Our system 2 tends to be a lazy guy. When prompted with an intuitive answer from system 1 to a problem, the default response from system 2 is to accept it.
In a series of relevant experiments, like stating how much a ball and a bat will cost if the bat cost 1 dollar more than the bat, and together they cost 1.10 dollars, we are shown how we tend to give the inuitive -and false- answer (the ball costs 10 cents) instead the right one (the ball costs 5 cents).
The main reason behind this situation is self control depletion. To pay attention implies some cognitive costs, and we need to exert our self control to keep ourselves focuses on a problem, instead of doing something else. But we seem to have only a certain amount of self control, and if it used in one task we won’t have any more energy to do the next task, as it is shown in several experiments, like the one in which the subjects have to resist the temptation to eat some delicious chocolate and then make a poorer performance solving a problem than the test group.
This seems to be literaly an energy problem as experiments have found a close correlation between lack of glucose and lack of self control.
One of these experiments turns out to be particularly gloomy. Judges that have to decide whether to give parole to a person in jail tend to give a lot more paroles after lunch, when their glucose levels were restored. It is not a beautiful picture for rationality to be shown how such an important thing as the freedom of a person depends on whether the judge has eaten lunch or not…
One can find in this chapter a very interesting discussion of what intelligence really entails, and Kahneman argues how besides our ability to make calculations and follow an argument, intelligence also implies the ability to bring to memory relevant data as well as the rationality to realize that an intuitive answer might be false and devote some cognitive effort to solve it properly.
To me the more relevant result of the chapter is this: when system 1 already considers that it has the right answer, it is very difficult to make the mandatory mental procedures to check whether this intuition is right or not. When we accept the conclusion as true, the argument turns out to be convicing even if it just a fallacy.
So far the content is convincing me. I have, however, one difficulty with the roses experiment:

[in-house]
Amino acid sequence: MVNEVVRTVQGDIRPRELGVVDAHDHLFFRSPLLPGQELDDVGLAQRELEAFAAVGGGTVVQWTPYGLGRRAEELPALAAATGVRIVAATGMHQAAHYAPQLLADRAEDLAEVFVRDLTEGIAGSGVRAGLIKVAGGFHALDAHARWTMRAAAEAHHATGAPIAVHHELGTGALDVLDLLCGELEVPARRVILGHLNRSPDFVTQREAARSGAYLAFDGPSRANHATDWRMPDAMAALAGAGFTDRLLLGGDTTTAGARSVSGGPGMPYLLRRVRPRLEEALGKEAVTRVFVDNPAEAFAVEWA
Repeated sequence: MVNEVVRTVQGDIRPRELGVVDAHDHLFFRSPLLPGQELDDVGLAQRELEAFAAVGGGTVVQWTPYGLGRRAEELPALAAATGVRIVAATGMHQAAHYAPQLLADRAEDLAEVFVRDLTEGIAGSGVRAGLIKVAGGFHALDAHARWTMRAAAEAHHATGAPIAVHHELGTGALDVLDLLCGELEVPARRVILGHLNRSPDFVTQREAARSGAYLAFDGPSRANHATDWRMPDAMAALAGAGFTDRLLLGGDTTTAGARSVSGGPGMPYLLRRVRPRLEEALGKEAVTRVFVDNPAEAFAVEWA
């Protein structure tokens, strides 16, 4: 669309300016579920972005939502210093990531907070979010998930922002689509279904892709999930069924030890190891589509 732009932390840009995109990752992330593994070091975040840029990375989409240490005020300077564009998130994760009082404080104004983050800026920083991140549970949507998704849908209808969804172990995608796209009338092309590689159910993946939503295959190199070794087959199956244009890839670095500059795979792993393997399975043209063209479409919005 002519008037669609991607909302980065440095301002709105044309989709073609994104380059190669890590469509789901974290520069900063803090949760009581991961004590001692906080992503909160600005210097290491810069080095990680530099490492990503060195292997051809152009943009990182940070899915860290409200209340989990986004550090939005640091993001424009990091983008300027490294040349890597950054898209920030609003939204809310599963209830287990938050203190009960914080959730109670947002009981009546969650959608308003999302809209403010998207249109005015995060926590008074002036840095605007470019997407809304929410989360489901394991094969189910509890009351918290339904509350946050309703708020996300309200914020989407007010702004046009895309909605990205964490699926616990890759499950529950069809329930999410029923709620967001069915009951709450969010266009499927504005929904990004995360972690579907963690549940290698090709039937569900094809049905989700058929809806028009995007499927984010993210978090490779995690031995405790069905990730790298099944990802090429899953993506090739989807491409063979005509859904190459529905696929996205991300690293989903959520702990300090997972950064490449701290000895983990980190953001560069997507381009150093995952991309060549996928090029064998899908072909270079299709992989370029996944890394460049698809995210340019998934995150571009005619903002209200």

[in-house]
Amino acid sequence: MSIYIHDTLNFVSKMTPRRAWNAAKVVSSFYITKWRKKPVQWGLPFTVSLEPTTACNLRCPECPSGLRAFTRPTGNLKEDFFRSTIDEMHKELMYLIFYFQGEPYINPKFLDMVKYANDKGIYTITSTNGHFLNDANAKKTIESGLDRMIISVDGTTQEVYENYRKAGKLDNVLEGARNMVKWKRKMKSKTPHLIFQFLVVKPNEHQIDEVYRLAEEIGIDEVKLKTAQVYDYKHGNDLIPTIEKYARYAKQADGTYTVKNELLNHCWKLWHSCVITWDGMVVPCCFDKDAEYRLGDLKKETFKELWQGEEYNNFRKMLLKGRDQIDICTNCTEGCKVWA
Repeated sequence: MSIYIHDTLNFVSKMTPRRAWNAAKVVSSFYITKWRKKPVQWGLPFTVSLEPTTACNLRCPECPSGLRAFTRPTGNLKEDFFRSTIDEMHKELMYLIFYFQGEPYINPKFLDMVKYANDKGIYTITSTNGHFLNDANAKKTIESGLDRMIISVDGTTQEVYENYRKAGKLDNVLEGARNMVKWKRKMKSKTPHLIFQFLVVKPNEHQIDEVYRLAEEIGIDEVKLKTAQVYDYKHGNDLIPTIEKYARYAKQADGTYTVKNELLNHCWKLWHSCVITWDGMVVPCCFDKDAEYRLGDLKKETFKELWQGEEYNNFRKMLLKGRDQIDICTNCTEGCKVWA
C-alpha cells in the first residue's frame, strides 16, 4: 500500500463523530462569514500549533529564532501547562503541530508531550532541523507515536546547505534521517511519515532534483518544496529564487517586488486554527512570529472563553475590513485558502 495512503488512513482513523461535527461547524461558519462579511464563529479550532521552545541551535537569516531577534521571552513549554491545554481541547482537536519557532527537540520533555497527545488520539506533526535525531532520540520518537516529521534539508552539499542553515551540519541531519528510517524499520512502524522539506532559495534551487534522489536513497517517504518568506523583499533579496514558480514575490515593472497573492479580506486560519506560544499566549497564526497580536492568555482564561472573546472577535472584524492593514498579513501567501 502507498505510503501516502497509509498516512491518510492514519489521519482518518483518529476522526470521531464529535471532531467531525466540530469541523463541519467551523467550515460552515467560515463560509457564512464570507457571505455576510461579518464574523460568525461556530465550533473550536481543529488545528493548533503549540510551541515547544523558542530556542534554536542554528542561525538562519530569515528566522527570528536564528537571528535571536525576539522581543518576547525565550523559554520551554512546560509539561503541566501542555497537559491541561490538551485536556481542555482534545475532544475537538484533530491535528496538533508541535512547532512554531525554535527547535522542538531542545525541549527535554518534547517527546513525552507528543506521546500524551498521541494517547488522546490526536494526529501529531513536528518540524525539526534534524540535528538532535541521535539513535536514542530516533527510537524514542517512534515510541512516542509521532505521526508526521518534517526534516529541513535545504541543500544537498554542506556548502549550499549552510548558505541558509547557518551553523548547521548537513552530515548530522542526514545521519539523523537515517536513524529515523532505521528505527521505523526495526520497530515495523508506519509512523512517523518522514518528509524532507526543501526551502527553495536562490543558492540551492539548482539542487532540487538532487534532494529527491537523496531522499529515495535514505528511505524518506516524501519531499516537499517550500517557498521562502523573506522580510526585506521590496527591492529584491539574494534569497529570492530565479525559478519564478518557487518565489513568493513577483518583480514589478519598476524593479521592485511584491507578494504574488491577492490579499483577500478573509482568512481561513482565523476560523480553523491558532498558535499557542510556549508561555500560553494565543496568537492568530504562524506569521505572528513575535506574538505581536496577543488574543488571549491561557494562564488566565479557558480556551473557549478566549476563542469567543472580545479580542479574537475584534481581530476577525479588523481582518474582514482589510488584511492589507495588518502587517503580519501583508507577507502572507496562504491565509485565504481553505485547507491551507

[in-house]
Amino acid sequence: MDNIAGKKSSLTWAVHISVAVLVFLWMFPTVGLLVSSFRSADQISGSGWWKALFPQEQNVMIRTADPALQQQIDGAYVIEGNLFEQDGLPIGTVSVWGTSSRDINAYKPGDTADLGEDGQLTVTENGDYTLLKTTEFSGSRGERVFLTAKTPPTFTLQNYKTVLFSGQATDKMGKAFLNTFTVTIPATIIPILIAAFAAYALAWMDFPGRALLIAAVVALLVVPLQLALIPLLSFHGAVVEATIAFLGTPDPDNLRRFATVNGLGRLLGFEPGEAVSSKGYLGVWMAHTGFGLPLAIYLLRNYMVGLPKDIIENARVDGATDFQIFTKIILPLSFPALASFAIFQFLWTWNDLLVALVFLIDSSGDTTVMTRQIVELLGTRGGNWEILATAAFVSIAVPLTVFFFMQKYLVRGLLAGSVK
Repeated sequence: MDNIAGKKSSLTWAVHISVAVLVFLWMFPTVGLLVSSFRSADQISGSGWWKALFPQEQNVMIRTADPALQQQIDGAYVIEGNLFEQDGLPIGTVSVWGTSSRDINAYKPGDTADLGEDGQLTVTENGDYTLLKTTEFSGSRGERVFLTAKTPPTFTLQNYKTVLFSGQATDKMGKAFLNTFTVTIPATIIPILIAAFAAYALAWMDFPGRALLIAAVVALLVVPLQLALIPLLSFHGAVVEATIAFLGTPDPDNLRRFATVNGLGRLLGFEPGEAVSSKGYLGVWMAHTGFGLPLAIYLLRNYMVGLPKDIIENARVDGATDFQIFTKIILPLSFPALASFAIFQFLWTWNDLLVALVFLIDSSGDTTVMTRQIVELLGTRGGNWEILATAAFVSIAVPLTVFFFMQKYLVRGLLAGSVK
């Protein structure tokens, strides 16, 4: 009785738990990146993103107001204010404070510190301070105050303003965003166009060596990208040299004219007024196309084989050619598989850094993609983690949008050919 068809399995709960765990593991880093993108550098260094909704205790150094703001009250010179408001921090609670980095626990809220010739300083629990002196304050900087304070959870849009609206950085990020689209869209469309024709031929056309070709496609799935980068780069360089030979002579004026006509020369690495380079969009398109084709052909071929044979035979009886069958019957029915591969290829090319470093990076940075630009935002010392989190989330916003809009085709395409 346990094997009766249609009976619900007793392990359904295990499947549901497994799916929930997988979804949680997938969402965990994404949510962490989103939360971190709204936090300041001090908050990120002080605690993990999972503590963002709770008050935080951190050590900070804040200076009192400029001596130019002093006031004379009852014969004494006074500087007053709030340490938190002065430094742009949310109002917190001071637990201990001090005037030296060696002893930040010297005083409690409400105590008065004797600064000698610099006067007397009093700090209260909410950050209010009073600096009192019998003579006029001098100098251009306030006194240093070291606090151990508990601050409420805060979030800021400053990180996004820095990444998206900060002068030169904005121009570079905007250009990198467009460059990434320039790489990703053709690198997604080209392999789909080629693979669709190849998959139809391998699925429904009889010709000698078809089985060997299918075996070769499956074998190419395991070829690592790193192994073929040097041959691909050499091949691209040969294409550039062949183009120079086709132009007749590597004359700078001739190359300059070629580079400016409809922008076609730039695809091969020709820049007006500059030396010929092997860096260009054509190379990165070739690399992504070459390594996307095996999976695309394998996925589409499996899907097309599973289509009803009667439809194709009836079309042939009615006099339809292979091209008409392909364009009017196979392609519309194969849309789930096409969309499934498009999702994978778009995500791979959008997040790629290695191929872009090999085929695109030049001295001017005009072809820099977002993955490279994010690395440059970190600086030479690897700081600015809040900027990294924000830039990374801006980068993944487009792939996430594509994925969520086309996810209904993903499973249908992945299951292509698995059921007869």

All roses are flowers
Some flowers decay
ergo: some roses decay
This silogism is incorrect, and Kahneman presents the fact that most people will say it is true as an evidence of system 2 being lazy. I have to disagree in this case. In my opinion, the problem here is that our brains do not analyze logical problems using a formal system but a material one.
Let me revise briefly the famous experiment about formal conditionals. People were invited to solve the following problem:
There are three cards on a table: one depicts a circle, the second a square and the third a triangle. Next the following rule is presented:
If there is a circle in one side, then there will be a square in the other side
And subjects are invited to rise the minimum amount of cards necesary to check if the rule is true or not.
Everybody rises the card with the circle, which is correct, but most of them also rises the card with the square, which is not needed at all. Whether there is a circle or not the rule still holds. instead, very few people rises the triangle, which is mandatory. If there were a circle in the other side the rule would have been proved false.
However, if you do the experiment with meaingful objects and rules (like say, people keeping or not keeping a promise) almost everybody solves the problem.
So, my suspicion of how the roses experiment could be pointing to another direction. The reason we fail and see the silogism as correct is because we know that all flowers decay and roses decay as well, and we treat logic from a material point of view, and we see the argument as correct.